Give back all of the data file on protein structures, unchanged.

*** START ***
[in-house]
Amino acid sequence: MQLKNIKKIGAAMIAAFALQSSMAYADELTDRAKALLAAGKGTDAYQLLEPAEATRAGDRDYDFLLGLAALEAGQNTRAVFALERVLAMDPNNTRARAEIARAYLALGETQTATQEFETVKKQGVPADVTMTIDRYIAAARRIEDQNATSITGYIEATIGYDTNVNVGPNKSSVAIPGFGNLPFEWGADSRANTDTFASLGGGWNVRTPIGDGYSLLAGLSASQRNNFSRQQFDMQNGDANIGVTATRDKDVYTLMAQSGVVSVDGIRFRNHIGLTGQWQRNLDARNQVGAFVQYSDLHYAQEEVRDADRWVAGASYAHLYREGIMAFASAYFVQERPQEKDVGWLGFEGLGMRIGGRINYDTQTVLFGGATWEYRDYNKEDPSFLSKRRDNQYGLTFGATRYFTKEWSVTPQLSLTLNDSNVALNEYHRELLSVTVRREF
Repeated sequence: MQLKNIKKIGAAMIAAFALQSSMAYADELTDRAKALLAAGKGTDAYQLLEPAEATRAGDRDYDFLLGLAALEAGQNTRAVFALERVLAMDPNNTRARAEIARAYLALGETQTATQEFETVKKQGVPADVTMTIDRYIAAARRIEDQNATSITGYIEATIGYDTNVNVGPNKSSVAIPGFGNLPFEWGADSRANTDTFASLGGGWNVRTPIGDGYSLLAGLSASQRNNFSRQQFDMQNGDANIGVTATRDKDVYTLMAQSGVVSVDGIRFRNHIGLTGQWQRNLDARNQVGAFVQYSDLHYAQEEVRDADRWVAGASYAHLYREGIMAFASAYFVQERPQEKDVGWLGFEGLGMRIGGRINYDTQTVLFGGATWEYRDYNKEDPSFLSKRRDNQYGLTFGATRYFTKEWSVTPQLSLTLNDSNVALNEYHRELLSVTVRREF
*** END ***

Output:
[in-house]
Amino acid sequence: MQLKNIKKIGAAMIAAFALQSSMAYADELTDRAKALLAAGKGTDAYQLLEPAEATRAGDRDYDFLLGLAALEAGQNTRAVFALERVLAMDPNNTRARAEIARAYLALGETQTATQEFETVKKQGVPADVTMTIDRYIAAARRIEDQNATSITGYIEATIGYDTNVNVGPNKSSVAIPGFGNLPFEWGADSRANTDTFASLGGGWNVRTPIGDGYSLLAGLSASQRNNFSRQQFDMQNGDANIGVTATRDKDVYTLMAQSGVVSVDGIRFRNHIGLTGQWQRNLDARNQVGAFVQYSDLHYAQEEVRDADRWVAGASYAHLYREGIMAFASAYFVQERPQEKDVGWLGFEGLGMRIGGRINYDTQTVLFGGATWEYRDYNKEDPSFLSKRRDNQYGLTFGATRYFTKEWSVTPQLSLTLNDSNVALNEYHRELLSVTVRREF
Repeated sequence: MQLKNIKKIGAAMIAAFALQSSMAYADELTDRAKALLAAGKGTDAYQLLEPAEATRAGDRDYDFLLGLAALEAGQNTRAVFALERVLAMDPNNTRARAEIARAYLALGETQTATQEFETVKKQGVPADVTMTIDRYIAAARRIEDQNATSITGYIEATIGYDTNVNVGPNKSSVAIPGFGNLPFEWGADSRANTDTFASLGGGWNVRTPIGDGYSLLAGLSASQRNNFSRQQFDMQNGDANIGVTATRDKDVYTLMAQSGVVSVDGIRFRNHIGLTGQWQRNLDARNQVGAFVQYSDLHYAQEEVRDADRWVAGASYAHLYREGIMAFASAYFVQERPQEKDVGWLGFEGLGMRIGGRINYDTQTVLFGGATWEYRDYNKEDPSFLSKRRDNQYGLTFGATRYFTKEWSVTPQLSLTLNDSNVALNEYHRELLSVTVRREF